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Col. Lawrence Wilkerson warns the Trump administration’s rhetoric on Iran reminds him of the prelude to the Iraq war – and could be setting the stage for a U.S. regime change effort in Tehran.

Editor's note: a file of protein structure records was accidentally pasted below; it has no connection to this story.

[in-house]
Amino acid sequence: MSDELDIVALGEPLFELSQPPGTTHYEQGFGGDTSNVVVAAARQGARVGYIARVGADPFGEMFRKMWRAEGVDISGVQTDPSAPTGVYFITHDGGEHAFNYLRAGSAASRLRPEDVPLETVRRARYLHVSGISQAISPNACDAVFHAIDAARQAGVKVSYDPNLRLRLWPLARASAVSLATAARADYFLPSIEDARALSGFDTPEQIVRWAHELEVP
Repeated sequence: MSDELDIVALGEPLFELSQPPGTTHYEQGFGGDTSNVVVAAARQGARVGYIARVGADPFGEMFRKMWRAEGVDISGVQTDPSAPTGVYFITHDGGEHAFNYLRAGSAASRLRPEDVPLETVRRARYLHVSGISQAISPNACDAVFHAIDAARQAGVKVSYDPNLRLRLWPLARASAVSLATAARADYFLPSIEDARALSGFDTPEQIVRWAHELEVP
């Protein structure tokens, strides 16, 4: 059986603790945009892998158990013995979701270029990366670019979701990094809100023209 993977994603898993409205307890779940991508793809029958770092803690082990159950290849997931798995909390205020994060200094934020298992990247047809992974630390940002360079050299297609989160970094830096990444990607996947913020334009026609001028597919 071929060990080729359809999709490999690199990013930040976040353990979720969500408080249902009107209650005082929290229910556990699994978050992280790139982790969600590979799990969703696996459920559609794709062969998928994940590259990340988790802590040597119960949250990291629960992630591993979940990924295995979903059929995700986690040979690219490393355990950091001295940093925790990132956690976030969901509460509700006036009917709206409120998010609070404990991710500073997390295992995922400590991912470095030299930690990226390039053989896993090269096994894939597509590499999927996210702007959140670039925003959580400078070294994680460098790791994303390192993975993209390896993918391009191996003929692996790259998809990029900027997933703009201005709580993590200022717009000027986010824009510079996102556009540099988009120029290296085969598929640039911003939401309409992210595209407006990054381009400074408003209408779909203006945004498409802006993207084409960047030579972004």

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AARON MATÉ: It’s The Real News. I’m Aaron Maté. It’s no secret some figures in the Trump administration are hostile to Iran, so last week they were put in a tough position. Under a congressional deadline, the White House was forced to tell lawmakers the truth: two years later Iran is complying with the nuclear deal. How was the news delivered? Well, check out this letter. The State Department’s announcement is called, quote, “Iran continues to sponsor terrorism.” Only down below do we read the fine print: Iran is, quote, “compliant with its commitments”. When you swallow a bitter pill like that, it helps to have a chaser. So, the White House also announced it’s now reviewing Iran policy. And the next day, Secretary of State Rex Tillerson said this. REX TILLERSON: An unchecked Iran has the potential to travel the same path as North Korea. And take the world along with it. The Trump administration has no intention of passing the buck to a future administration on Iran. The evidence is clear: Iran’s provocative actions threaten the United States, the region, and the world. AARON MATÉ: That rhetoric echoes what we heard about Iraq before the 2003 invasion. So, what could it now portend? Well, joining us is someone with some unique insight. Colonel Lawrence Wilkerson served as Secretary of State Colin Powell’s Chief of Staff under President George W. Bush when they launched the drive to invade Iraq. He is now an adjunct professor at the College of William and Mary. Colonel Wilkerson, welcome. LARRY WILKERSON: Thanks for having me. AARON MATÉ: I want to read to you how the New York Times reported Tillerson’s announcement. “Secretary of State Rex Tillerson described a landmark Iran nuclear deal as a failure only hours after the State Department said Tehran was complying with its terms.” So, in the Trump administration’s formulation, a deal that Iran is complying with is a failure. How do you take that? LARRY WILKERSON: Well, first, I think what you said in your opening remarks is correct. I think we’re seeing the same sheet of music unfold again. A different target this time, Iran, instead of Iraq. But we’re seeing the same people in many respects – neo-conservatives, most of them – influence this administration and take advantage of some of the things that this administration offers them, such as its rank amateurism, and try to use that to get what they want. What they’ve always wanted, which is regime change in Tehran. So, when you get a certification the way we got this certification, coming from the State Department to the Congress, what you have is simply a holding pattern until the review is finished, which they’ve announced they’re doing, and, I dare say, that is already a foregone conclusion. Because that review is going to find that the other aspects of Iran’s behavior, which incidentally had nothing to do with the nuclear negotiations; terrorism, missiles and so forth. Yemen, Syria; are all going to make it such that Donald Trump is going to say, “Well, we’re just, you know, the Iranians have broken the agreement. They’ve broken the agreement.” Which of course will be about as right, as accurate, as Saddam Hussein has weapons of mass destruction. Or Saddam Hussein was involved with 9/11, has contacts with Al Qaeda. But it’ll work with a lot of the American people because this is the way they do things, and they’re very powerful, and very good, at doing them. AARON MATÉ: Okay. So, a lot to address there. The antagonism towards Iran is not new. It goes back many decades. There was the U.S.-backed coup in 1953. In the ’80s, the U.S. supported Saddam Hussein against Iran. You had a U.S. downing of an Iranian passenger jet in 1988, which, of course, the U.S. said was an accident. There had been the sanctions. But who wants regime change in Iran, and why? LARRY WILKERSON: There are a number of people who want this to happen, just there are a number of people with differing motivations who wanted Saddam Hussein gone out of Iraq, and, incidentally, want Bashar Al-Assad gone out of Syria. These people have motivations that range from, they think, protecting Israel by keeping the areas around it in constant turmoil. That way they can’t focus on Israel. To the fact that in the case of the Persians and the case of Iran they still hold a grudge from the 1979 Revolution where our man, the Shah, was thrown out to just general stability in that region of the world, or in this case, instability, which again serves Israel’s interests. To oil going through the Strait of Hormuz and the consistent availability and price of that oil. You name your objective and I’ll find you someone in this group of people who has that objective. But if I had to put my finger on a unifying purpose, it would be Israel. And what they think is the security of Israel. AARON MATÉ: Someone like Noam Chomsky has argued that one big factor he thinks is the fact that the U.S. and Israel just don’t want a country that can deter their ability to use force in the region. And then, of course, there’s also the fact that you have Saudi Arabia bitterly opposed to Iran. What about those two factors there? LARRY WILKERSON: They’re huge factors, and they’re tactical factors, I think, rather than strategic, but they’re huge factors. And you have this tacit alliance right now, an alliance of convenience, for example, between Riyadh and Tel Aviv because of these factors. And if Israel thinks that the Saudi princelings are somebody to ally themselves with, all they need to do is consult the script that put 15, I think it was out of the 19 Saudi Arabian hijackers, on those planes that flew into those buildings, and in Pennsylvania, on 9/11. The Saudis are not someone I would be sidling up to in an alliance of convenience or otherwise. If you want to ensure your security in that region of the world, and you are Israel? You had best be thinking seriously about making peace with over 400 million people who, at one time or another, might oppose your existence. AARON MATÉ: You have some first-hand insight into the prospects for making peace with Iran. Because I remember seeing interviews that you did with our senior editor Paul Jay here on The Real News, and you said that Iran, under… back when you served under President Bush, that Iran actually floated a comprehensive peace proposal. Can you tell us what that was about? LARRY WILKERSON: Well, the Iranians were… let’s go back a little further than that, before President Bush issued his Axis of Evil speech. The Iranians were helping us in Afghanistan post 9/11. They were helping us go after al Qaeda, they were rendering intelligence, they were helping us neutralize the Taliban. They indeed helped us even with the Bonn Conference in the selection of Karzai as the initial ruler of Afghanistan in the absence of the Taliban government. So, the Iranians were helping us in every way that they could, that was meaningful on the ground in Afghanistan, when we said that. Even doing that, even classifying them in the Axis of Evil, we still got a response from the Iranians, through our ambassador in Geneva, that essentially said they wanted to talk. And they wanted to talk about all the issues including the nuclear issues that we had said earlier in a UN paper that we thought we would talk about if we ever got to some sort of talk, some sort of negotiations. But we turned that down. We’d already put them in the Axis of Evil, we had said they were just like Pyongyang, they were just like Saddam Hussein in Baghdad. That was not bad enough, we turned them down. We essentially did not respond to that initiative. And we didn’t respond to it because we had other clients for Iran. And those clients included regime change. By force, if necessary. And I have no doubt that that is what the secret review that the Trump administration is going to accomplish, is going to conclude. What I want to see is what they do once they have declared that the Iranians have so violated their side of the agreement that the agreement is null and void. Are they then going to try to reopen negotiations? Which is, you will recall, is kind of what Donald Trump said during the campaign, “he woulda got a better deal.” And if they do try to do that, who’s going to be with him of the P5+1? China and Russia probably won’t be with him. It’ll be interesting to see if Germany, France, and the U.K. will be with him, or the EU. Or, do they not try to open negotiations – new negotiations – and get a, quote, “better deal”, unquote, and just declare regime change as their objective? And allow Israel or combine with Israel and bring military action against Iran? I don’t see that they’re going to just let the situation sit. So, it’s going to be very interesting to see how this policy review that the Trump administration is doing unfolds, and what it means. AARON MATÉ: And that policy review includes looking at whether or not the Trump administration wants to re-impose sanctions, correct? LARRY WILKERSON: Yes. In this case, I think what we would see is we’d see some sort of declaration that the Iranians had cheated or weren’t living up to their end of the deal, or whatever. Or that their terrorism, and their missile, and Yemen participation and so forth, negates the agreement. And then they would simply tell the Congress, and the Congress has been looking for something like this for a long time – it can’t seem to agree on anything anymore – but it will agree on this, probably – to go ahead and just unleash the worst, most harsh sanctions they could possibly come up with. And, of course, that’s going to devastate the Iranian economy even further. I say “even further” because we haven’t lived up to our side of the nuclear agreement yet, in terms of sanctions relief. The kind of sanctions relief that would really help the Iranian economy, and help Rouhani get re-elected, for example. So, I think that’s a package that we will, as you suggested, we’ll slam the sanctions on ’em again, too. Now, I don’t think we’ll have international cooperation. That’s what I meant when I suggested that those different countries, maybe one or two of the European countries might join us, but I even doubt that. And I’m quite certain that Russia and China will not join us. And so, the sanctions regime will mostly just be the United States. It’ll be unilateral sanctions. But even that, with the kind of sanctions we are still bringing against them, and can tighten up even further, and those are the financial sanctions, mean they can’t do business in the world the way they should be able to. They’ll be very, very tough sanctions for Iran to put up with. AARON MATÉ: Now, you mentioned that there was a time when Iran was helping the U.S. against the Taliban, and the sort of contemporary analogue to that is that today Iran is indirectly, but very effectively, helping the U.S. in the fight against ISIS through these brutal Shiite militias in Iraq. And they’re also in Syria, as well, supporting the Assad regime. So, on these two points, the support of the Shiite militias, who the U.S. ostensibly needs in Iraq, but also with Syria, whether Iran has some leverage there, that it can use against Trump? And on that point, I’m wondering, if Iran didn’t face such a long historic antagonism from the U.S. going back to the coup, through the sanctions, through the threats of force, whether Iran, do you think, would be so supportive of Assad? LARRY WILKERSON: I think Iran has a very difficult choice in that regard. I think their only formidable weapon, if you will – and we forget this in the United States – when you have a country that’s up against you, and you are the hegemony, the world hegemony, you’re the world superpower, you’re the world military power, they don’t have too many choices when they fear you. Whether you’re North Korea in Pyongyang, or you’re Rouhani, or the Ayatollah in Tehran, or you’re Saddam Hussein in Baghdad, or Bashar al-Assad in Damascus – whomever you are, if you feel like the United States has got you on its list, you build a nuclear weapon. Or, you hire some terrorists. You inculcate a terrorist organization within your borders or nearby; Hezbollah, Lashkar-e-Taiba, Jemaah Islamiyah, Abu Sayyaf. You name the terrorist organization that has any affiliation with the state anywhere, and you will find geopolitical, geostrategic purpose for the creation of that terrorist organization. Now, in the case of Hezbollah, Hezbollah, as one person at Fort Bragg very conversant with terrorist groups said to me one time, is the A-team. We were talking about Al Qaeda at the time, this was immediately post-11, and he said Hezbollah is the A-team. You don’t ever want to take them on unless you have to. Well, I would offer that Hezbollah thinks the United States is the A-team, too, in terms of vested state powers. So, Hezbollah does not want to take us on. The only time Hezbollah has ever hit us is when we were in their backyard, directly impacting their interests, with our military power. So, Hezbollah is an arm of Iran, if you will, that stands up for Iranian interests when the Iranians need to express those interests. It’s clearly understandable. I’m not condoning it. I’m just saying you have to get into your enemy’s head, and you have to think the way they think, and you have to see why they’re doing things, in order to unwind what they’re doing in order to combat what they’re doing. And the way to do that is not by taking Hezbollah on direct, you’re taking Iran on direct. The way to do that is, as I thought the Obama administration was starting to do, recognize that Iran is the natural hegemony in the Gulf, and, over time, create better relations with Iran and therefore take away at least much of their incentive for having an organization like Hezbollah and maybe turn Hezbollah into more of a political movement than a terrorist movement. It already has both aspects to it. But this is very sophisticated, complex work. And frankly, the United States doesn’t do sophisticated, complex work anymore. We instead send 59 TLAMs to blow you out of your bunker. That’s the way the United States performs in the world today. AARON MATÉ: Colonel, I want to end with where you began, which is that when you said that what you’re hearing now from the administration is reminiscent of what we heard from the Bush administration in 2003, during the prelude to the Iraq war. As someone who was on the inside then, who worked under Secretary of State Colin Powell, what do you think is going on now, behind the scenes, and what should we in the public be looking out for? LARRY WILKERSON: They’re doing this review, supposedly. And I will be so surprised I’ll fall of my chair, but I’ll kiss somebody’s read end somewhere, I guess, if it comes out and says this is really a diplomatic achievement of the first order. This nuclear agreement is exactly what we need. And we’re going to preserve it. In fact, we’re going to make it better. We’re going to make it even a better agreement than it already is because we’re going to adhere to it 100%. We’re going to move in and we’re going to take the sanctions off to keep Iran’s economy from improving. We’re going to work with Rouhani to make that economy a good, solid, sound, prosperous economy. And we’re going to improve relations across the board with Iran. Shut up, Riyadh. That’s what we’re going to do. And every time I see you doing something inimical to that, I’m going to smack you as hard as I can. That’s the kind of diplomacy and hard ball that we need to be playing. Are we going to do that? Is what’s going to roll out of this review going to be something legitimate, something smart, something even brilliant like that? No. What’s going to roll out of this review is, “I told you so. They’re bad people, and we need regime change.” That’s what’s going to roll out. I mean, I’d almost be willing to bet on it. AARON MATÉ: Colonel Lawrence Wilkerson, former Chief of Staff for Secretary of State Colin Powell. In part 2 of this interview, we’re going to discuss another aspect of the Trump administration’s foreign policy, and that is its cutbacks to foreign aid. But for now, Colonel, we thank you for joining us. LARRY WILKERSON: Thanks for having me. AARON MATÉ: And thank you for joining us on The Real News. ————————- END